It took every nerve in Chuuya’s body in order to keep him from throwing the nearest chair he could find.
He glared at the three pieces of manila paper, which were neatly joined together by long strips of clear scotch tape. How easy it would be to just tear it all down and forget about the results of some stupid placement exam. He spotted Tachihara’s name towards the end of the list and was not surprised. After all, instead of studying or accepting Chuuya’s generous offer to tutor him, he went out drinking every night with Gin and Professor Hirotsu, thinking that Chuuya didn’t notice. Drinking away with friends is fine and all, but there was no way in hell Chuuya would throw his scholarship away just for a night of booze (although he often marvels at the amount of self control he has).
But it wasn’t his roommate’s low score that troubled him.
It was the neatly written kanji of another person’s name just above his, at the top of the list.
Dammit, he cursed internally. It was supposed to be his name at the top, for fuck’s sake. Instead he had to settle for second place, almost making it but not quite. Countless nights spent huddled in his study corner, thriving on energy bars and coffee and three hours of sleep every night for a week—and all those amount to second place?
“Ne, Chuuya, congrats!” someone beside him cheered, giving him a pat on the back. He knew that it was sincere, but he couldn’t stop the creeping feeling of jealousy worm its way all over his body. Chuuya, after all, was nothing but a perfectionist—a competitive one, at that. His competitors tended to cower in fear at how aggressive and gung-ho the redhead could get; this aggression manifested in violent tendencies and loud outbursts—a fearful sight to behold.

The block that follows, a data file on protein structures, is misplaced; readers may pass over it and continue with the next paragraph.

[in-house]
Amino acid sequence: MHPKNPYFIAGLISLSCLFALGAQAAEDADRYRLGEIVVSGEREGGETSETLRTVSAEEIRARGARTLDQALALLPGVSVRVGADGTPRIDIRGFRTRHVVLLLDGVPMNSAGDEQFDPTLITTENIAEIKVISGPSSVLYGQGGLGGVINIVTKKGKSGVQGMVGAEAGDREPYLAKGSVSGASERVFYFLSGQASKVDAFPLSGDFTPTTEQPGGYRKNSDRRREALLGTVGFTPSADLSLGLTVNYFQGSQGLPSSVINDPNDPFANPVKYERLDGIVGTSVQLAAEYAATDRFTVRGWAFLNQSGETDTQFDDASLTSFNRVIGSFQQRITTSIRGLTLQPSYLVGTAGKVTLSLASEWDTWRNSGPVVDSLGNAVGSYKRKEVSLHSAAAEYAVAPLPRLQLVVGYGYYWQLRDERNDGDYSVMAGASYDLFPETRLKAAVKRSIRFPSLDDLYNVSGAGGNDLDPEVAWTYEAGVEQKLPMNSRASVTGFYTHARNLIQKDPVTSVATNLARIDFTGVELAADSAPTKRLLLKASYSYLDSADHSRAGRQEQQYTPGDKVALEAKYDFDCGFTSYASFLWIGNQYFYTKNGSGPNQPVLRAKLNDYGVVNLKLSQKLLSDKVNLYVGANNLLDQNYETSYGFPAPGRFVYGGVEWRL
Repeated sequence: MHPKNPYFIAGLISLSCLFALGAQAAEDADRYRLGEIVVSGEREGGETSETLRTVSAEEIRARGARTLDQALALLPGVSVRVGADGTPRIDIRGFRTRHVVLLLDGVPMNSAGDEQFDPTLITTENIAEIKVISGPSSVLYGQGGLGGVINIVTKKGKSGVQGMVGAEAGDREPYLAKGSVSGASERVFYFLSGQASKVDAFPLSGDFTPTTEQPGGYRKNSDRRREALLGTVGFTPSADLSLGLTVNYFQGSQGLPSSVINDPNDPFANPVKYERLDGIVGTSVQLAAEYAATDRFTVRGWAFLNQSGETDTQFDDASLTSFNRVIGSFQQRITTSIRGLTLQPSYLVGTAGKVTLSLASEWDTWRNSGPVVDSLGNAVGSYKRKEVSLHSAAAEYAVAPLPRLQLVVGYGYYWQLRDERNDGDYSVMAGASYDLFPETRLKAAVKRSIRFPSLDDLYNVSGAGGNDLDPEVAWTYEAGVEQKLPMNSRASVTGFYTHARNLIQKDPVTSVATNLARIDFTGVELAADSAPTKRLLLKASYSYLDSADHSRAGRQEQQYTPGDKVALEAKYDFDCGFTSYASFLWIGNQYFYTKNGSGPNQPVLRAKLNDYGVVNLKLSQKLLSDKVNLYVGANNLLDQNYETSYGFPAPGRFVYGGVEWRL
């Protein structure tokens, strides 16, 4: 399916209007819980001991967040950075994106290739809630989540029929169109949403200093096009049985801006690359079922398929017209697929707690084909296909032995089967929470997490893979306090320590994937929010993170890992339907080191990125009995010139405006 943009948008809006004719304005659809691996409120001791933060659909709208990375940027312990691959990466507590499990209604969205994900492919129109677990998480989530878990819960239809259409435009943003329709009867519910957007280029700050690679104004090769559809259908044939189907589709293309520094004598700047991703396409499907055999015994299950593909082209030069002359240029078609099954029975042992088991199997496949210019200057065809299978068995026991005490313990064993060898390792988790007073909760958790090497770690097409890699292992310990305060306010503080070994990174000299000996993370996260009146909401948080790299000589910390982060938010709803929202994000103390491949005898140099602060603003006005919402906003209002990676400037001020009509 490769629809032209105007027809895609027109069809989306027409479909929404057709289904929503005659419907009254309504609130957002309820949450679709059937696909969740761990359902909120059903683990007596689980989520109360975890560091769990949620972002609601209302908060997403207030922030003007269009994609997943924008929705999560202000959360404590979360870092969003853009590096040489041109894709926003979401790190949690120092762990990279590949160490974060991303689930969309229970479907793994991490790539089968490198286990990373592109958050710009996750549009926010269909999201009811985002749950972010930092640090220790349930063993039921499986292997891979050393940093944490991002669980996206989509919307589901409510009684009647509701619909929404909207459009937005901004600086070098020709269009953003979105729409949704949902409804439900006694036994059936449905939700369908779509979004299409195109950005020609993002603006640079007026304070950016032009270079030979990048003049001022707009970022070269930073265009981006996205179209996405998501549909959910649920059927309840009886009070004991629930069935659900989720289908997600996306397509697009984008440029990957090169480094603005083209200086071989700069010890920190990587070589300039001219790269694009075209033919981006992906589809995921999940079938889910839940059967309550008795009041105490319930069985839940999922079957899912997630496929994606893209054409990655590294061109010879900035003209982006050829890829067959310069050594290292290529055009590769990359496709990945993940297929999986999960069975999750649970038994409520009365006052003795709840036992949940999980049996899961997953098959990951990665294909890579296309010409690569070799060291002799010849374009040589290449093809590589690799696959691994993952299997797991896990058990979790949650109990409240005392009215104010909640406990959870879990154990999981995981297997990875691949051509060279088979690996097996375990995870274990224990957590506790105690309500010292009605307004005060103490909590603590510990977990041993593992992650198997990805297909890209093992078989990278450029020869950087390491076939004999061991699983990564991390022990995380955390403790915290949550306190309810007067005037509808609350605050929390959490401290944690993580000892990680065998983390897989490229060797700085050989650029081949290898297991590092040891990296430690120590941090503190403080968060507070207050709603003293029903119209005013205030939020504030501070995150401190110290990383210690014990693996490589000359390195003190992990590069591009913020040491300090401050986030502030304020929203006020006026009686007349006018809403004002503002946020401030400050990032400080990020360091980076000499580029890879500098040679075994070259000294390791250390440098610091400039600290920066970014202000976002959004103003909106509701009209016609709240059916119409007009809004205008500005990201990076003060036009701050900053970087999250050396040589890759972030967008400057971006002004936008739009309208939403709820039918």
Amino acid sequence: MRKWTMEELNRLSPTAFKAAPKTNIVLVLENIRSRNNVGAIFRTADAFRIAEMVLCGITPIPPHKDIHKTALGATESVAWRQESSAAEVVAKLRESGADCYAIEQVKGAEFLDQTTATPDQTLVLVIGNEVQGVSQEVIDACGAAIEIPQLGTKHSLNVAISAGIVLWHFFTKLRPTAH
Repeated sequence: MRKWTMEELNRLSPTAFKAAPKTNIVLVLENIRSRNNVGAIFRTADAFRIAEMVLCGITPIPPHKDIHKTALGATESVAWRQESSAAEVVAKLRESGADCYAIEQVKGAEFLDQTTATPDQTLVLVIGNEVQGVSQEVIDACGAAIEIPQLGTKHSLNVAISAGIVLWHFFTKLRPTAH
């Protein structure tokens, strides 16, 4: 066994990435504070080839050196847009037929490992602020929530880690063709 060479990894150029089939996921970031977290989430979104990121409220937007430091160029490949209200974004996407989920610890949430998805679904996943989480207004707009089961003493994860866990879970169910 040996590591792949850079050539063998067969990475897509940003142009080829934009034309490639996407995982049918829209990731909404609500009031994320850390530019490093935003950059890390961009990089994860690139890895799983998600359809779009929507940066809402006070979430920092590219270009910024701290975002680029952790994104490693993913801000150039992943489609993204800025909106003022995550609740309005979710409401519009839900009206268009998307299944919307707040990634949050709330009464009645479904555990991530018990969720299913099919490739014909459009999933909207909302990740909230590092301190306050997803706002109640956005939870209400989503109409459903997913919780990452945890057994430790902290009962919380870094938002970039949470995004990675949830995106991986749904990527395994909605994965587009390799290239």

He’d heard of Dazai Osamu—who hadn’t? He was the handsome, genius prodigy that everyone adored. Contrary to popular belief, Chuuya couldn't stand to look at his face, no matter how handsome the school populace thought he was. Despite his outstanding grades, Chuuya claimed he was an idiot. He didn't quite have the evidence to prove it, he just loathed hearing every single word that came out of his mouth. People often were blinded by his 'charms'. Never mind the fact that he was also a suicidal jerk wrapped in bandages all the time. Never mind the fact that he annoyed Chuuya to no extent, his existence a continuous reminder of how much Chuuya is lacking. Never mind the fact that he placed first on the rankings even when Chuuya tried his hardest to beat that smug fucker.
“Aw man,” Tachihara grumbled beside him, scratching the back of his neck (it’s a nervous tick, Chuuya noted, that he only does when he’s ashamed of himself).
“I did offer to tutor you.” he snorted. His roommate chuckled.
“I’ll take you up on that offer next time then.”
Chuuya smiled, but still felt his blood boiling, so he stepped away from the crowd of students that was trying to search for their names on the (now crumpled) manila paper.
Needless to say, it’d been hard to focus in class. One would think he’d have gotten more motivated to aim for first place, but the exact opposite happened. Now he lay on his dorm bed, his homework left open on his desk. Akutagawa stood in his doorway, arms crossed, with an unamused expression on his face (but then again when did the boy ever show any emotion other than disgust, indifference, and anger). “You’re shameful to look at.” He said plainly, not bothering to sugarcoat his words. Chuuya wasn't offended. That’s why they were friends. Akutagawa was very straight to the point and down to earth. Chuuya could be when he wanted to, but at the moment, he chose to lose himself in his emotions for a while.
Chuuya simply covered his face with his pillow. He deserved to throw a tantrum, it was his damn room anyway.
“You know, people would have killed to just pass the exam.”
Chuuya groaned in reply.
“You’re being overly dramatic about this.”
“Aydonfrikefefflingforchecknbeft.” Chuuya mumbled into his pillow.